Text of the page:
The Psychological Development of Girls and Women: Rethinking Change in Time
Psychology Press, 2003 - 167 pages
In this book, Sheila Greene presents a challenging new perspective on the psychological development of girls and women which emphasises the central role of time in human development. She critically reviews traditional and contemporary theoretical approaches - ranging from orthodox psychoanalysis to relational and post-modern theories - and argues that even those claiming to be focused on development have presented a view of women's lives as fixed and determined by their nature or their past. These theories, she believes, should be rejected because of their inherent lack of validity and their frequently oppressive implications for women.
Greene's approach places primary importance on temporality itself and on the competing discourses on time, age and development which play an active role in the construction of the lives of girls and women. Essential but often neglected insights from the more compelling developmental and feminist theories are woven together within a theoretical framework that emphasises temporality, emergence and human agency. The result is a liberating theory of women's psychological development as constantly emerging and changing in time rather than as static and fixed by their nature, socio-cultural context and personal history.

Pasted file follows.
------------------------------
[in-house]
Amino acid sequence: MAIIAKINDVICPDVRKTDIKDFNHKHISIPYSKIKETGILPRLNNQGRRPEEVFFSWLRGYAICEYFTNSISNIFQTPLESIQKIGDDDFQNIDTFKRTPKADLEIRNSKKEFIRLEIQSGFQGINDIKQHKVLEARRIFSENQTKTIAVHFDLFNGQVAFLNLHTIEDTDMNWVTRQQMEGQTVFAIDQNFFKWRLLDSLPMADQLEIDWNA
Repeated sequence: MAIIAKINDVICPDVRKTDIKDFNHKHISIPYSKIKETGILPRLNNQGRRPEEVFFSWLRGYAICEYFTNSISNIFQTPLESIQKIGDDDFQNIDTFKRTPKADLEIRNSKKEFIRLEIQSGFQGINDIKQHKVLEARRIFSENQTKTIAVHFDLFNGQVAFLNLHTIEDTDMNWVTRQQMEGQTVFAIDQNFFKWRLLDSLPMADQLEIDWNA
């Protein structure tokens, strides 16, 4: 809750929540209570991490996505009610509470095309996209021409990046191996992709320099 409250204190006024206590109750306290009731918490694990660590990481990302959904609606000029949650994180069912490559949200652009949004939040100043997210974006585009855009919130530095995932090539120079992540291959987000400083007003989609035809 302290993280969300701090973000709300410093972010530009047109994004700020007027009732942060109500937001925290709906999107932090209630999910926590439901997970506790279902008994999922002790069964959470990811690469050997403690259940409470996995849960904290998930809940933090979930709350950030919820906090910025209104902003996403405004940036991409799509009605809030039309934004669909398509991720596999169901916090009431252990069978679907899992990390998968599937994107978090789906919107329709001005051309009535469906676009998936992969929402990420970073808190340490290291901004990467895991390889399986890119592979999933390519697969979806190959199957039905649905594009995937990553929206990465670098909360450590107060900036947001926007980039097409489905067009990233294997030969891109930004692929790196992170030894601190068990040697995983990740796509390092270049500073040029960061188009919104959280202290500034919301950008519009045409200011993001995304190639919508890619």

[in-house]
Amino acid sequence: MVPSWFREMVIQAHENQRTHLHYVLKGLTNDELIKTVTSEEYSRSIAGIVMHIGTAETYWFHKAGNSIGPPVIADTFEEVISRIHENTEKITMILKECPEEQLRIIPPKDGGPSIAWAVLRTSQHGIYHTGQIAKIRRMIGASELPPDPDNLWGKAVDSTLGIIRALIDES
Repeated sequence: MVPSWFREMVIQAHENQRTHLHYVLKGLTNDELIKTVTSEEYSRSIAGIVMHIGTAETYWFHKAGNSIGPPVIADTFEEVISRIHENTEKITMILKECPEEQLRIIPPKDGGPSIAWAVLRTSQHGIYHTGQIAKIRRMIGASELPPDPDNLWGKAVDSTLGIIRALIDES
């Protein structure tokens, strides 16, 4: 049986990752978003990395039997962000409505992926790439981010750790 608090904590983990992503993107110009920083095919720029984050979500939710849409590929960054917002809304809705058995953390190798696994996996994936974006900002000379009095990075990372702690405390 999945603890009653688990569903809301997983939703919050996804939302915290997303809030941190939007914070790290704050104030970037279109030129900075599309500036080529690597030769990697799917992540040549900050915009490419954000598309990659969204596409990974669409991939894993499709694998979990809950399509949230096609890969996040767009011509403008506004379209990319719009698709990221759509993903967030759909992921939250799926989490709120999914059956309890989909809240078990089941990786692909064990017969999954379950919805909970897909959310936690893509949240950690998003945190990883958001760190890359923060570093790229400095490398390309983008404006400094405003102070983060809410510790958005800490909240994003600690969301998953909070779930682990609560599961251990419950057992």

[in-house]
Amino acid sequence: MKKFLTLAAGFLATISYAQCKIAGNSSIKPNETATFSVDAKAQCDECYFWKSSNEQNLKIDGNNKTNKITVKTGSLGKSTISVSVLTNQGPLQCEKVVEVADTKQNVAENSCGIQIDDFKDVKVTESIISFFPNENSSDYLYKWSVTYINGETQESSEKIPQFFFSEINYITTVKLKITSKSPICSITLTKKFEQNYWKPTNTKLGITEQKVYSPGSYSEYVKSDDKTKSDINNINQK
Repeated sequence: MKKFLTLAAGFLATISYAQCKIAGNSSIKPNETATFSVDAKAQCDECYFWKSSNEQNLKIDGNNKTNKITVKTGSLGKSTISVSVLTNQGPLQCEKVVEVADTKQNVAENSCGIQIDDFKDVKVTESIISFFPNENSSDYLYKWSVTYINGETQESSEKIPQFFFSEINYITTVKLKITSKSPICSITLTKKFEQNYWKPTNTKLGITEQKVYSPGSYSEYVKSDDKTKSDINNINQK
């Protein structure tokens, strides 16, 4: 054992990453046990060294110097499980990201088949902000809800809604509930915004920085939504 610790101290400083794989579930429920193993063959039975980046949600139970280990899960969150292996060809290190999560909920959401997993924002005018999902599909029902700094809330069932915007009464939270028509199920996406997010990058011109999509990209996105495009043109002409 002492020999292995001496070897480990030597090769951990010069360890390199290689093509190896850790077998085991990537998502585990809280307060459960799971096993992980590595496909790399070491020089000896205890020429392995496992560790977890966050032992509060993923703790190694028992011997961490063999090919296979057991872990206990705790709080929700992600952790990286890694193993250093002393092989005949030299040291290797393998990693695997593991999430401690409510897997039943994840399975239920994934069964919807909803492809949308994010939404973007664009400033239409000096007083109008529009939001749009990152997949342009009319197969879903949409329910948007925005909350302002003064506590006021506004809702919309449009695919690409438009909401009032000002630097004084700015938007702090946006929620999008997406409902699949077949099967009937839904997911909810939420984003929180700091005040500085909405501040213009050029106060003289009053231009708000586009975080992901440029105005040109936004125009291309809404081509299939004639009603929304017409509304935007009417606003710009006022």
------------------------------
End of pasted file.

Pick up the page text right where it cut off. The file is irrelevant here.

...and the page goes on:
The Psychological Development of Girls and Womenwill be essential reading for students and researchers in the psychology of women, developmental psychology and women's studies.
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building blocks for a critical analysis
some promising perspectives
Womancentred developmental theories
Biology and the changing body
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active adolescence adopt adult appear approach argued assumptions attempt become behaviour biological body boys central Chapter child childhood claims concept construction contemporary context course critical culture defined describe desire determinism developmental psychology developmental theory discipline discourse discussed early emergence evidence example existence expected experience extent fact female feminine feminist focus Freud function future gender girls and women goals human idea identify identity important individual influence interesting issues later less lives male masculine meaning mental metaphor mother move movement nature object particular past period person perspective position present psychology of women question recent relation relationship role says seen sense sexual shaped significance social society span story structures theoretical theorists theory thinking tion traditional understanding Western woman women's lives young